Honesty is such a lonely word

I just read a blog post about a mother telling an adoptee acquaintance how it was for her when she gave her child up for adoption. This particular mother's experience sounds horrible and she seems to be the kind of woman who wants a mother/child type relationship after reuniting with her adopted, now adult, child.

I've come away thinking about that adoptee and how he may be processing the info imparted to him. I came away wondering if this mother also spoke of the mothers who were not coerced or drugged, the mothers who didn't want their baby, the mothers who have no desire to know or have a parent/child relationship with their adopted out, now adult kids. The mothers who put it all behind them and went on with their lives.

This particular adoptee has to date not searched. He will be affected by this new knowledge, in what manner is anyone's guess, but it will have an effect. If the mother who shared her experience only shared her own and made no mention of the various other scenarios that exist, I think she may have done this adoptee a disservice.

Ever since I've started blogging my way of talking about being adopted has changed. I still talk about it, about myself, but I also talk about all the other people I've learned about. If I share how I feel about something, something like the Primal Wound theory or open records or access to OBC's, I will always add that not everyone feels the way I do. If I talk about my family and how my adoption worked out, I make sure and add that that's not the case for everyone, that it's literally a crap shoot. Some adoptees end up with horrible families, adoption isn't a guarantee that we won't be like everyone else.

I think as adoptees we have a responsibility to be honest and open about what we know if we decide to talk about our experience. I think parents have that same responsibility. 

I think we set each other up for failure when we withhold information.


  1. True, fact and opinion are not the same thing. This is a 2nd grade concept, but there are many adults who don't seem to understand the difference. Every person is different, every first family is different and every adoptive family is different. Therefore, by definition, one person's experience is not another's. There is a wide range of experiences and opinion in any situation (not just adoption) and to put your opinion out there as fact is irresponsible and ego-centric.

    Kris (Google is not letting me comment under my sign in for some reason so that is why I am now "Anonymous"!)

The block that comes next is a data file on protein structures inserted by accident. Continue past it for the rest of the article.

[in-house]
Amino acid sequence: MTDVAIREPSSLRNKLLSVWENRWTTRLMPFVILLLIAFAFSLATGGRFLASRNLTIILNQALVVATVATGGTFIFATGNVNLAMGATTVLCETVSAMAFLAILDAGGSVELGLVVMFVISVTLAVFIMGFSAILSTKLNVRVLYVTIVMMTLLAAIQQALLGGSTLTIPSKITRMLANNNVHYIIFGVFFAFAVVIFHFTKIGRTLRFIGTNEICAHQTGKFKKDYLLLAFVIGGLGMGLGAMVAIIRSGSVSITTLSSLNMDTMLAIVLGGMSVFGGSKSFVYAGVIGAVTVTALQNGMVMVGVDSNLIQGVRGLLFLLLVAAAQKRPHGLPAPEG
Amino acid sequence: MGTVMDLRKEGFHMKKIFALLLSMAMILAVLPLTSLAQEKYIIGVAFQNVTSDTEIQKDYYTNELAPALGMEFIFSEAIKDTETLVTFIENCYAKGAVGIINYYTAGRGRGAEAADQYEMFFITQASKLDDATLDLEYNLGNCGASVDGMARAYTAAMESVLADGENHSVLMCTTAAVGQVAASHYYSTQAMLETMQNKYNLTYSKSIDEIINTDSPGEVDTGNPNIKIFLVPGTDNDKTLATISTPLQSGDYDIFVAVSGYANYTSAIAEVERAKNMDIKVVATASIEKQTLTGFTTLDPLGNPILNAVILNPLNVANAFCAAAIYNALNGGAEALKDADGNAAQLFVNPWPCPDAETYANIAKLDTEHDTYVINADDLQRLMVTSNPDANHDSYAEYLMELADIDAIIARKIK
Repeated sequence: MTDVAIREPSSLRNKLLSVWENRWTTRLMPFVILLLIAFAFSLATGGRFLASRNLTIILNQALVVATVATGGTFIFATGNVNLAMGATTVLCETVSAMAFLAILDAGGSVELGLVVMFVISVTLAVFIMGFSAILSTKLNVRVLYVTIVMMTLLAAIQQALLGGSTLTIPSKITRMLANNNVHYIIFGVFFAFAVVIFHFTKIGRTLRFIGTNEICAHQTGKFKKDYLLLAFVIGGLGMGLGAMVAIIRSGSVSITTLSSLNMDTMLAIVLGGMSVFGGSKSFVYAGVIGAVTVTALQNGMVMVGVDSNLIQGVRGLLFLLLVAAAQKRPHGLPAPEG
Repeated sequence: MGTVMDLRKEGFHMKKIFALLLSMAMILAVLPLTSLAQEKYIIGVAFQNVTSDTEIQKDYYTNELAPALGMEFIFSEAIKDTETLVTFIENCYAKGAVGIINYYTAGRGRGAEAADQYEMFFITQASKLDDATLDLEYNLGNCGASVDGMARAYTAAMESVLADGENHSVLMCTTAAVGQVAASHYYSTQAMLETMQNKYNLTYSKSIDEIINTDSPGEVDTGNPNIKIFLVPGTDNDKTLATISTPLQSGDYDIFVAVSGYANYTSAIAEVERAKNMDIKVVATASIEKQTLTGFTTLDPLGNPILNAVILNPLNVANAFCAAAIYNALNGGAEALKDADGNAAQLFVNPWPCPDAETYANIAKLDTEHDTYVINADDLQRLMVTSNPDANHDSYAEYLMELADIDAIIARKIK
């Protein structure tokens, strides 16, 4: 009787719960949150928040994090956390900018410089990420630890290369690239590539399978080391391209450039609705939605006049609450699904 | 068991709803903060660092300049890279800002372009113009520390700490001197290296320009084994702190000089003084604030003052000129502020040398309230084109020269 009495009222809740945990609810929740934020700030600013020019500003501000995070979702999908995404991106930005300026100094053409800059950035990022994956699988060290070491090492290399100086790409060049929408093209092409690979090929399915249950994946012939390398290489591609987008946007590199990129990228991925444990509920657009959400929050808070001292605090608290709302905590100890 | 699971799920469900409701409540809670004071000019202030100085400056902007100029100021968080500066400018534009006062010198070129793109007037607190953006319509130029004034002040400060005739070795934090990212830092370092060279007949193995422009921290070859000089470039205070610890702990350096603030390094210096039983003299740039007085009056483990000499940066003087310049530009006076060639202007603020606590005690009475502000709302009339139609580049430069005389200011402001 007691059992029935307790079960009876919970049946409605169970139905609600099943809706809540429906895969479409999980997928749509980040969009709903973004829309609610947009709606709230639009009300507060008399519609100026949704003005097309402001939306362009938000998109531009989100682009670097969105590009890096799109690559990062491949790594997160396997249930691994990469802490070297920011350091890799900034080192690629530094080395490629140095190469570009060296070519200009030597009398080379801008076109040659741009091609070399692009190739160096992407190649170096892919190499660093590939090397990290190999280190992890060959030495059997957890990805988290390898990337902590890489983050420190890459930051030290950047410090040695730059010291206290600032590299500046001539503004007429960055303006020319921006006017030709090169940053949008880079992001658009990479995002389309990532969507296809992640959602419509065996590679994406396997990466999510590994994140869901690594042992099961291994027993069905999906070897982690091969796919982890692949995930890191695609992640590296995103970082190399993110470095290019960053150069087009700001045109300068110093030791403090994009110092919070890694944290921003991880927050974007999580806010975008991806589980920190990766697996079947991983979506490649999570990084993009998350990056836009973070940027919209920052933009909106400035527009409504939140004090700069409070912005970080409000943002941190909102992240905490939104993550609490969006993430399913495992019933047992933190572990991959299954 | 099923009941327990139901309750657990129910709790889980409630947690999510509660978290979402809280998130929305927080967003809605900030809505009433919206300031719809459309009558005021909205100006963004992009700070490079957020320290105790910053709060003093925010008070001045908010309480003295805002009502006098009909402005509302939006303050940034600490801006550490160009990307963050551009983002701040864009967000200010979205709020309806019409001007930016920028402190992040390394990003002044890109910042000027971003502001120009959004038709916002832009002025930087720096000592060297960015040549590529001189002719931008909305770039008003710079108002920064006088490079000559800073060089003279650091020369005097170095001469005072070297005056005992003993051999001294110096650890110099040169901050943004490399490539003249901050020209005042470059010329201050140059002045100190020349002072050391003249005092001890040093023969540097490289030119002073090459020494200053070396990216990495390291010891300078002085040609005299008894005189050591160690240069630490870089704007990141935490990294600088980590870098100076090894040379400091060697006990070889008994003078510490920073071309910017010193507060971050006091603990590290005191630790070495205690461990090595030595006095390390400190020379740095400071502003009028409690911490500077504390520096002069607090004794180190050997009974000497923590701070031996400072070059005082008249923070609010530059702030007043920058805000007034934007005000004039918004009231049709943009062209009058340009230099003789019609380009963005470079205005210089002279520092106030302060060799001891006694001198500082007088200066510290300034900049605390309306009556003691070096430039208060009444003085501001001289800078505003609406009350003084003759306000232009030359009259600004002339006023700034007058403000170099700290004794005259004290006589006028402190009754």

2. Every story is unique. Nobody's story invalidates anyone else's story, no matter how different, unless that person starts speaking for all adoptees or surrendering mothers.

    My story is for me and my son, and he is the only adoptee I have to answer to. It does not insult me personally that some mothers really did not want to raise a child, even though I did. It does not insult me that some adoptees feel very differently than my son about their own lives. I don't know about all adoptees or all mothers and do not pretend to.

    Yet so many mothers and adoptees take offense and strike back at anyone with a different opinion or different story, and are so sure they know the Right way for us all to feel.

  3. That's something that I've always struggled with - thinking that my experience describes everyone else's. Because I'm aware of it, I want to think that means there's hope for me.

  4. I agree.

    Problem is, if you withhold information you are going to hurt someone. If you don't withold information, there is still that chance you will see them in pain. As most people know, particularly in adoption, pain is uncomfortable to witness.

    For some, it may seem the better idea is to keep that info private rather than taking any risk. :/

    You can't hurt about something you don't know.*

    *Well, I suppose you can, but the *depth* of hurt changes depending on the variables of the info given

  5. It's too bad how so many experiences are denied because they are somehow seen to hurt others or because they don't fit the mold of how that particular member of the triad ought to feel. We have heard about adoptees expressing sadness and loss who are not heard by their adoptive parents or community and who are blogged about as difficult or damaged children; we have also seen adoptees who are adjusted told they are "in denial" or told to simply "go away" from forums that only want to hear the negative because contrary experience or disagreement about specific issues somehow invalidates another person's pain. It's counterproductive and prevents some of the central issues in adoption reform from ever getting on the public radar.